Frailty Can Help Predict Complications

Jun 14, 2014
Frailty Can Help Predict Complications, Death in Older Trauma Patients

Bottom Line: Measuring frailty using the Frailty Index (FI) can be a predictor of in-hospital complications, need for discharge to a skilled nursing facility or in-hospital death in older patients following physical trauma.

Author: Bellal Joseph, M.D., of the University of Arizona Medical Center, Tucson, and colleagues

Background: The role of frailty in trauma patients remains unclear. Current guidelines that define the management of elderly patients who experience trauma fail to take into account the low physiological reserve and altered response to injury these patients have.

How the Study Was Conducted: The authors measured frailty in all elderly trauma patients (65 years or older) during a two-year study at a trauma center at the University of Arizona. Frailty was measured using the FI, which was obtained from the Canadian Study of Health and Aging. Frailty was defined as a syndrome of decreased physiological reserve and resistance to stressors, which results in increased vulnerability to poor health outcomes, worsening mobility and disability, hospitalizations and death. The study enrolled 250 patients with an average age of 77.9 years.

Results: Of the patients, 44 percent (n=110) met the definition of frailty. Patients with frailty were more likely to have in-hospital complications (cardiac, pulmonary, infectious, hematologic, renal and reoperation) and adverse discharge disposition (discharge to a skilled nursing facility or dying at the hospital). The overall mortality rate was 2 percent and all the patients who died had frailty.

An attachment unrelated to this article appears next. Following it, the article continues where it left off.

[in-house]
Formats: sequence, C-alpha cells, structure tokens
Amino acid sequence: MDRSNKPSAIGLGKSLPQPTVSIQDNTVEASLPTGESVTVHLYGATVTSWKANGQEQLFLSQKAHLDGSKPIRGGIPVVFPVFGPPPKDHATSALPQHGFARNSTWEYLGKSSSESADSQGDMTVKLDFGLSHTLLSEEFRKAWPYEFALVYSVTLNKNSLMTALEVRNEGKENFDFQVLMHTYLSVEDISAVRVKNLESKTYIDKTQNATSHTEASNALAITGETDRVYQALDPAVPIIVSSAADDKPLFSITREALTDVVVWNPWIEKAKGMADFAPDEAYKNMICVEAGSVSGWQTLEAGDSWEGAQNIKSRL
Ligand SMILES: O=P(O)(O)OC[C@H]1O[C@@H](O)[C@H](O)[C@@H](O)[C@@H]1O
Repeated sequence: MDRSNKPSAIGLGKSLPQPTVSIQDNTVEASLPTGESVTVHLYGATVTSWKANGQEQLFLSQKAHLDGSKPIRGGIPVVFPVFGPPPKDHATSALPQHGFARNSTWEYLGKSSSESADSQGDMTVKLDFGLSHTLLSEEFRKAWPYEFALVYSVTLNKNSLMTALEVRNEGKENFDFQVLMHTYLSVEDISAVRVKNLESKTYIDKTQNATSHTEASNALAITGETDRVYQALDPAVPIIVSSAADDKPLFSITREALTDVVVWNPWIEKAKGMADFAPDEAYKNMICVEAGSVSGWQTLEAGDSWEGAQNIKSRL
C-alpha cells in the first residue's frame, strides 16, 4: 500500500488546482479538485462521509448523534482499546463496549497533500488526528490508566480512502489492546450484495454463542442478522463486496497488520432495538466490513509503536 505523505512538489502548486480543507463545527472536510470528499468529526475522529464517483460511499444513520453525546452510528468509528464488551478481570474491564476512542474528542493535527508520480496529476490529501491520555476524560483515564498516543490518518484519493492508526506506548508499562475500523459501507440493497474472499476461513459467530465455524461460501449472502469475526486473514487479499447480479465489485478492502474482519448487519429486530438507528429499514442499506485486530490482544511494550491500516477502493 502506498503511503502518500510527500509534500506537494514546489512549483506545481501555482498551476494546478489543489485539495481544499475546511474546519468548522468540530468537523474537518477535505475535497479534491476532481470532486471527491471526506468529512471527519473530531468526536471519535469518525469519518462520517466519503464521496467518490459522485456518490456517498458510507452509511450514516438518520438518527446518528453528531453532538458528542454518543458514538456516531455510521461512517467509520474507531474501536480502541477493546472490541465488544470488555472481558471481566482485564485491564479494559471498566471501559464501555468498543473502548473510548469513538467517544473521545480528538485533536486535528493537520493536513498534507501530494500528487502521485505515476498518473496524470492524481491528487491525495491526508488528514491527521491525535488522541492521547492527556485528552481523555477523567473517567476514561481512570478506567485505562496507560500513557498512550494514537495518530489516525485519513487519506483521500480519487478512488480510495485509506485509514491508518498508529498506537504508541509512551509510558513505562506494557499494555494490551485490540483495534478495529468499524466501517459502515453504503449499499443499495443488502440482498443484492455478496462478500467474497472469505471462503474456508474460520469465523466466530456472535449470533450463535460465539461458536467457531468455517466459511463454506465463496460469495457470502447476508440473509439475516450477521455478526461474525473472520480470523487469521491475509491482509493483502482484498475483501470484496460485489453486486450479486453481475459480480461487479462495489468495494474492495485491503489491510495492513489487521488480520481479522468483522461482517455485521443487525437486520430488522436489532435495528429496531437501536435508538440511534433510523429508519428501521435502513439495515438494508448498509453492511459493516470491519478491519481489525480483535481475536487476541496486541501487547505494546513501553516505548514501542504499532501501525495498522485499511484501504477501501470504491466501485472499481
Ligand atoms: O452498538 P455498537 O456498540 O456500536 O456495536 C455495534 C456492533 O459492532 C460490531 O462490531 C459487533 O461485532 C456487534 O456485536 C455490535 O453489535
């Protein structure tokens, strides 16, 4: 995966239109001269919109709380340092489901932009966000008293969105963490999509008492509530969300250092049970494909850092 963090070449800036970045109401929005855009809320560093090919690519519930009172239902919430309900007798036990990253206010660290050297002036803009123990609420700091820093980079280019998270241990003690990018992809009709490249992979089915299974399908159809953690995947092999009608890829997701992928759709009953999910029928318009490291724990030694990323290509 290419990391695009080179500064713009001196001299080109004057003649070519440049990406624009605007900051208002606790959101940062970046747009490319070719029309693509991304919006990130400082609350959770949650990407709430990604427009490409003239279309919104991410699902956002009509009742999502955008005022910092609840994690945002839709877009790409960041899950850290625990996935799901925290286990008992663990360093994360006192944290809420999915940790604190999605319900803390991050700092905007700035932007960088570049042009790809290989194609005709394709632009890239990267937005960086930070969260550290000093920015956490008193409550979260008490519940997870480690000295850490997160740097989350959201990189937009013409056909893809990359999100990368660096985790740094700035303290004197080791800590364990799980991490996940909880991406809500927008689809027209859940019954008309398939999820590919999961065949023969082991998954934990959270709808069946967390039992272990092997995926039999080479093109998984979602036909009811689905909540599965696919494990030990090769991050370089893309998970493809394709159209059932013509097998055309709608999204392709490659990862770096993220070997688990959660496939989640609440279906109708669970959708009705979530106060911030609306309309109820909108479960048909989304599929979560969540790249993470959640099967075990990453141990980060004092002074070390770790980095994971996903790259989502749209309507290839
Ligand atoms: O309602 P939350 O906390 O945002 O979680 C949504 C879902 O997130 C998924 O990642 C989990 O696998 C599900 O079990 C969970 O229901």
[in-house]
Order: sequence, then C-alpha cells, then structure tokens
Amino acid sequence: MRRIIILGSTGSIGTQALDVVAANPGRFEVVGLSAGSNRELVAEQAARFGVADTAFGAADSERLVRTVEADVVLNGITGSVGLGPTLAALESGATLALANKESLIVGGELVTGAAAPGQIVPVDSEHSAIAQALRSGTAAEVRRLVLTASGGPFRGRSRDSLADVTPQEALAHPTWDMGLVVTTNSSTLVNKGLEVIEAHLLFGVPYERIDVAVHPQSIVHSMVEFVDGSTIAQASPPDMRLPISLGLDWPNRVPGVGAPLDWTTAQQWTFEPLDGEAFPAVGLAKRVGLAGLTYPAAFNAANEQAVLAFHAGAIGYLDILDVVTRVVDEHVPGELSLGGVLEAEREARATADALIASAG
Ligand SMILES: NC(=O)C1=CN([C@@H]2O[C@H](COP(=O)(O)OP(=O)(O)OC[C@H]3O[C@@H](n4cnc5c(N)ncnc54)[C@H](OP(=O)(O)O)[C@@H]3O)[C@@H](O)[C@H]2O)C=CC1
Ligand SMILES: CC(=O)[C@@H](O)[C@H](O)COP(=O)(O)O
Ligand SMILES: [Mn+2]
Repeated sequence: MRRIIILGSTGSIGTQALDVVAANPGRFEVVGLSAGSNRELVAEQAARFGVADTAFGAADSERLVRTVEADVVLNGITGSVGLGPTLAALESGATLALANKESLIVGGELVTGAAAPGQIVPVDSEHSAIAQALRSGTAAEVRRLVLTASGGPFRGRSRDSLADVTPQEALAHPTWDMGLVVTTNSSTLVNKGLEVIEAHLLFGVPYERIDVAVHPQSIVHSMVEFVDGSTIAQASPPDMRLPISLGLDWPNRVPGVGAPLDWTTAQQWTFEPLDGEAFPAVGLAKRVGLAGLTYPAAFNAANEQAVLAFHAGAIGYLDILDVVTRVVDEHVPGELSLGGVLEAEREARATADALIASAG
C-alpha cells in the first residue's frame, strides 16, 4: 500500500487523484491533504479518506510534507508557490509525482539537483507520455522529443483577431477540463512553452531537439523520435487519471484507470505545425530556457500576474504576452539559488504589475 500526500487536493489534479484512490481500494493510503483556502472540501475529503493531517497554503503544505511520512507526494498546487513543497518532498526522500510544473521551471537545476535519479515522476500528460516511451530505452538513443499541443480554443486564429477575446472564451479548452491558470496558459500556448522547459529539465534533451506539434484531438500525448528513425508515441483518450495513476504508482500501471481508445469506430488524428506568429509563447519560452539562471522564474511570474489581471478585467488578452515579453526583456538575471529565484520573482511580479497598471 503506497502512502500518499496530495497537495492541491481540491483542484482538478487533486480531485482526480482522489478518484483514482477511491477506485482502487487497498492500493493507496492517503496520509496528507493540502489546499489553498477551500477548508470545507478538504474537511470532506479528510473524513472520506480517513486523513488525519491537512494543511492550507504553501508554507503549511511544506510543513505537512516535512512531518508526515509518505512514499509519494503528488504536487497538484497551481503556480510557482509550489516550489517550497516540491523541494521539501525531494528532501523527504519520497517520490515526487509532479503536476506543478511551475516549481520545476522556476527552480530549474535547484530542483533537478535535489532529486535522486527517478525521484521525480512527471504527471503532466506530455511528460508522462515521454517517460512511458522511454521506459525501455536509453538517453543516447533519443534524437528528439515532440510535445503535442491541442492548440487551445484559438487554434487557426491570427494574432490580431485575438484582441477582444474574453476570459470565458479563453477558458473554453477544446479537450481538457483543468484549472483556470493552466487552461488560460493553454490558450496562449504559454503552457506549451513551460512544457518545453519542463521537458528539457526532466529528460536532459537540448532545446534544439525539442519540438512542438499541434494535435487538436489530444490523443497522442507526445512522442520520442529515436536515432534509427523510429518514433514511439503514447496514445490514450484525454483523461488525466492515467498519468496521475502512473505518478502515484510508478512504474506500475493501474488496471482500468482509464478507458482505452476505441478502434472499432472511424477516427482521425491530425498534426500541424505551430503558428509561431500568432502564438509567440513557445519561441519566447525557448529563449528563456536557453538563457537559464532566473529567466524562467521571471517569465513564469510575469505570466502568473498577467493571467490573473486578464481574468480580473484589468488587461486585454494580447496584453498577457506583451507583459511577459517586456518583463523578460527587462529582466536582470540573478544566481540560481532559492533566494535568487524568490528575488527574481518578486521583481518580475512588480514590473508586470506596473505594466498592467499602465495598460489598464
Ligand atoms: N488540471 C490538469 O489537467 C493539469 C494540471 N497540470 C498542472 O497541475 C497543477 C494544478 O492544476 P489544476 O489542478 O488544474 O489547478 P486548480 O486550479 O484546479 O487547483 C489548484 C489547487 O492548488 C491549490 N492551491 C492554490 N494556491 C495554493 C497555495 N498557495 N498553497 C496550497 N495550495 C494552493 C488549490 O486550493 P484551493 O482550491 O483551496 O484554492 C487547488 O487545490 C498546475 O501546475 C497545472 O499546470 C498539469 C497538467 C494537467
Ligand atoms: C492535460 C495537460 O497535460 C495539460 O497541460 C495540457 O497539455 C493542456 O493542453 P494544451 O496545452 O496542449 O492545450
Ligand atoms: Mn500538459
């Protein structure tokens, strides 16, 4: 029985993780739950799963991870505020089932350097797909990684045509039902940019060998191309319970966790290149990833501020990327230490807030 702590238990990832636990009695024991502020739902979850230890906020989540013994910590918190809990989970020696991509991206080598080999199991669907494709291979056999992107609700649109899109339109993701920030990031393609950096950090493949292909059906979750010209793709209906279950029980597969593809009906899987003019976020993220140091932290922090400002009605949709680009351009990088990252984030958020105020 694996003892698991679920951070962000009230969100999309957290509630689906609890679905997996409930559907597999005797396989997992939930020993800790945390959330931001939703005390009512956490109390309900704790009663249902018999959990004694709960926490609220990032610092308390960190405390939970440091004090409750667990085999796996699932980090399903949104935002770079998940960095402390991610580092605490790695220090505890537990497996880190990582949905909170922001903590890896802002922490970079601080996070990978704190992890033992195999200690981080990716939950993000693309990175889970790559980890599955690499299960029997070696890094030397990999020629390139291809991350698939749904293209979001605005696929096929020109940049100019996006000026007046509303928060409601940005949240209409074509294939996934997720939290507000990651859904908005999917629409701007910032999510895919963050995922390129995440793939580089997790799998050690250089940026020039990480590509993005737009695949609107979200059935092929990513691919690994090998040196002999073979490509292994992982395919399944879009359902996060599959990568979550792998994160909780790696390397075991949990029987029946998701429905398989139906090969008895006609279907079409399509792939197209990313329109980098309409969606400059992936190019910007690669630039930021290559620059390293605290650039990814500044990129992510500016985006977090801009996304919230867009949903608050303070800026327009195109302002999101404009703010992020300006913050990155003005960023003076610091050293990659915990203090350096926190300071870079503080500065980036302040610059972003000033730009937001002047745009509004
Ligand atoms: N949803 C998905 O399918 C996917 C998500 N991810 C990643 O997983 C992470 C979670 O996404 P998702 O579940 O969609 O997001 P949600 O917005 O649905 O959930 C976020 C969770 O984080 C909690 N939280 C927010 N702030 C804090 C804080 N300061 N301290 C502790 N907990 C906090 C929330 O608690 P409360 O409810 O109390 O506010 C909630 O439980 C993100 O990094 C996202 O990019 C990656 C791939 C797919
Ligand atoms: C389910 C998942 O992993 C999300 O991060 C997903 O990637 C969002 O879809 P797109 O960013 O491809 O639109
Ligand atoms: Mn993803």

Discussion: “Using age as the sole reference for clinical decision making is inadequate and misleading in geriatric patients. The FI should be used as a clinical tool for risk stratification among geriatric trauma patients.”

In a related commentary2, Thomas N. Robinson, M.D., M.S., of the University of Colorado School of Medicine, Aurora, and Emily Finlayson, University of California, San Francisco, M.D., M.S., write: “Joseph and colleagues are to be congratulated on this important work highlighting the relative effect of chronological and physiological age on trauma outcomes.

Although the best frailty tool for trauma cases has yet to be determined, this study should trigger further research and quality improvement efforts targeting the growing population of trauma patients with frailty.”


1. JAMA Surgery. Published online June 11, 2014. doi:10.1001/jamasurg.2014.296

2. JAMA Surgery. Published online June 11, 2014. doi:10.1001/jamasurg.2014.304